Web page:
connection should be further investigated using a larger sample from this genre.
3.4 Influence of subjective preferences
Test participants with a positive preference for hard music were significantly more often
male (p < 0.05 according to Fisher's exact test) and younger than those with negative
preference (p < 0.01 according to two-sample t-test). Overall, those listeners of hard music
gave significantly lower average hardness ratings than those with an aversion did (p < 0.05
according to t-test).
Fig. 5: Average hardness ratings by preference
Remarkably, participants with a negative preference for hard music gave significantly
higher ratings for examples from the genre Techno/Hardcore than listeners of hard music
did (p < 0.01 according to t-test), while a similar effect could not be found for example for
Black/Death Metal (p = 0.14).
4 Discussion and outlook
Here the concept of musical hardness was examined using an audio feature extraction
approach. This presents an example of how unbiased analysis by computational methods
can be applied to gain insight and confirm knowledge in the study of musicological
questions. Among these attributes were the presence of percussive instruments, that
manifests in a high intensity of the corresponding signal components (as measured by
percussive energy and spectral flux). Moreover, a flat temporal envelope in connection
with a high temporal density (envelope flatness, number of onsets) and a generally high
loudness with an emphasis on low as well as high frequency areas (loudness, low / high
frequency ratio, 2-4 kHz energy) could be observed to correlate with hardness in music.
While manually classified attributes like e.g. the singing style can improve the
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"Hardness" as a semantic audio descriptor 23
performance of the model, future advances in music information retrieval will
presumptively enable further approximation even when relying only on automatically
extracted features. However, next to individual differences in the perception of hardness
(see chapter 3.1), it has to be considered, that many aspects like compositional
characteristics (e.g. specific heavy metal riffs), textual content of the lyrics and musical
metadata are not taken into account with this approach and will - at least partially - remain
as a semantic gap in the full explanation of the concept of musical hardness.
Nevertheless, it was possible to construct a general high level descriptor for musical
hardness based only on automatically extractable signal features which shows a strong
correlation (r = 0.86, p < 0.01) with the subjective hardness ratings. In an ongoing study,
the resulting hardness model is being further evaluated in terms of its predictive power
and particularly its interrelation with musical genres. Overall, the results already propose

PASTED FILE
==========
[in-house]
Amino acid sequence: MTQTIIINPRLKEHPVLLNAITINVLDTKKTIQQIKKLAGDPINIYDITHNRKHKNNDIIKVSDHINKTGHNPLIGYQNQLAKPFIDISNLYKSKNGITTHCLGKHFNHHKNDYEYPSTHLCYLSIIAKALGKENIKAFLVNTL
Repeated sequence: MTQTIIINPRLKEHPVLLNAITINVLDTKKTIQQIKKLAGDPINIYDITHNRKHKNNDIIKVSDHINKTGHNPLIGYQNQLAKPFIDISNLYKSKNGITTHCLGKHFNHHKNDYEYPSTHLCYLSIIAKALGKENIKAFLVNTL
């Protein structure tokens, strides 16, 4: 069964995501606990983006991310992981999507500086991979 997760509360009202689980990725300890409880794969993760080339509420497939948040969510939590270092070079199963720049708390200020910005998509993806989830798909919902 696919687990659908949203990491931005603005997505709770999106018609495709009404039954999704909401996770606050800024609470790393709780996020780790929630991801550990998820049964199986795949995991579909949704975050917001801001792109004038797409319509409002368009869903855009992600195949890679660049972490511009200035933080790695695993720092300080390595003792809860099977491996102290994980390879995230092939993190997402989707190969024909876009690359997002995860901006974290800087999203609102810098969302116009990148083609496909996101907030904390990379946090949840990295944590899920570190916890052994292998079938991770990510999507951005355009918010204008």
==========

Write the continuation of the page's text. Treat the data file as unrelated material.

musical hardness as a useful high level descriptor in the context of analyzing and searching
music collections, music recommendation systems and similar tasks.
Acknowledgements
Thank you to Jason Bosch, Daniel Back, Angelika Czedik-Eysenberg, Saleh Siddiq and
Jörg Mühlhans for providing valuable suggestions and feedback on the manuscript.
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We look into the connection between the musical and lyrical content of metal music by combining automated extraction of high-level audio features and quantitative text analysis on a corpus of 124.288 song lyrics from this genre. Based on this text corpus, a topic model was first constructed using Latent Dirichlet Allocation (LDA). For a subsample of 503 songs, scores for predicting perceived musical hardness/heaviness and darkness/gloominess were extracted using audio feature models. By combining both audio feature and text analysis, we (1) offer a comprehensive overview of the lyrical topics present within the metal genre and (2) are able to establish whether or not levels of hardness and other music dimensions are associated with the occurrence of particularly harsh (and other) textual topics. Twenty typical topics were identified and projected into a topic space using multidimensional scaling (MDS). After Bonferroni correction, positive correlations were found between musical hardness and darkness and textual topics dealing with 'brutal death', 'dystopia', 'archaisms and occultism', 'religion and satanism', 'battle' and '(psychological) madness', while there is a negative associations with topics like 'personal life' and 'love and romance'.
... Hardness 'Hardness' is often considered a distinctive feature of (heavy) metal music, as well as in genres like hardcore techno or 'Neue Deutsche Härte'. In a previous investigation the concept of 'hardness' in music was examined in terms of its acoustic correlates and suitability as a descriptor for music [Czedik-Eysenberg et al. 2017]. ...
... Hardness 'Hardness' is often considered a distinctive feature of (heavy) metal music, as well as in genres like hardcore techno or 'Neue Deutsche Härte'. In a previous investigation the concept of 'hardness' in music was examined in terms of its acoustic correlates and suitability as a descriptor for music [Czedik-Eysenberg et al. 2017]. ...
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Isabella Czedik-Eysenberg, Christoph Reuter, Denis Knauf: Decoding the sound of ‘hardness’ and ‘darkness’ as perceptual dimensions of music. ICMPC15 / ESCOM 10 (15th International Conference on Music Perception and Cognition / 10th triennial conference of the European Society for the Cognitive Sciences of Music), Karl-Franzens-Universität Graz 23.-28.7.2018.